Frequent political u-turns, climate disasters and other abnormal events that don’t shock people any longer, amplified by the constant 24-hour news cycle, have become the norm in the 21st century.
The Executive Dean of the Business and Law Schools, Professor Devendra Kodwani, tried to make sense of it all in a lecture for Business and Law students recently. This new initiative took place in the Berrill Theatre and for an online audience via YouTube Live on Wednesday 20 November.
In the ‘liquid modernity’ lecture, a term coined by a late sociologist, Polish-born Zygmunt Bauman, in his reflections on modern society, Professor Kodwani said that the metaphor of liquid seems a fitting description of the world that we inhabit currently. This includes global concerns such as the vulnerability of some industries to artificial intelligence and climate fears affecting businesses.
Responsible management and certainty of purpose are required in this era of liquid modernity. Being a responsible manager means you have concerns for the climate; regard for human rights and dignity and diversity; humility and openness in your leadership; and fluidity in a company, with space for exploration and disruptive processes.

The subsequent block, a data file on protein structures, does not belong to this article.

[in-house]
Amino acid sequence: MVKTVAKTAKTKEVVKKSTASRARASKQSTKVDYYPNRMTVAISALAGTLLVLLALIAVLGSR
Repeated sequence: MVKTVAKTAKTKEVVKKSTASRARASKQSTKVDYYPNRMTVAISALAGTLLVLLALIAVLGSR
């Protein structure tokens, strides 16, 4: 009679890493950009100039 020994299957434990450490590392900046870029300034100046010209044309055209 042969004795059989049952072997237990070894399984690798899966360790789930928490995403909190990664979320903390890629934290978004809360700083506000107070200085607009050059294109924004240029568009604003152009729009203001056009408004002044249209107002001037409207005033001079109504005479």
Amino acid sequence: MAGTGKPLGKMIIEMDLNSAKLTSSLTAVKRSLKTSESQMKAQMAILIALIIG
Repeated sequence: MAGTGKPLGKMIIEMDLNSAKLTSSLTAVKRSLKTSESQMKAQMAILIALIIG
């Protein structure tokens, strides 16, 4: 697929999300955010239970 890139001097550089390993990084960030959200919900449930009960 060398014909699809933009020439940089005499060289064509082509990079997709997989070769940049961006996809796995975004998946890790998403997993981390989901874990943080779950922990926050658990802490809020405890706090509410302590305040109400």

Professor Kodwani explained that the world is in the midst of massive population growth as people live longer. The decreasing mortality rate due to better nutrition and health provision and the fact that fewer children are being born than in previous generations means the world’s current seven billion people will explode to an estimated 11 billion by the end of the century.
The changing demographics with more middle aged and older people and the transition from three to five generations in one family has social consequences. An example of a shrinking society is Japan where the current population is expected to fall dramatically to 75 million by the year 2100 from its current figure of 127 million.
Using the mouth-watering example of ordering a chicken curry rice takeaway, he also emphasised the inter-dependent nature of the modern world. His case study mixed the real economy (the raw materials, and food preparation) and the platform economy (the use of digital technologies) and how to measure the carbon footprint of what we eat.
There were also stands from the OU Students Association, Student Recruitment and Support Centre (SRSC), and Careers and Employability Services (CES) for students to browse ahead of the lecture. Matt Porterfield (pictured right), who is the Faculty Association Rep (FAR) for the Business and Law Schools, is shown in front of the OU Students Association stand.
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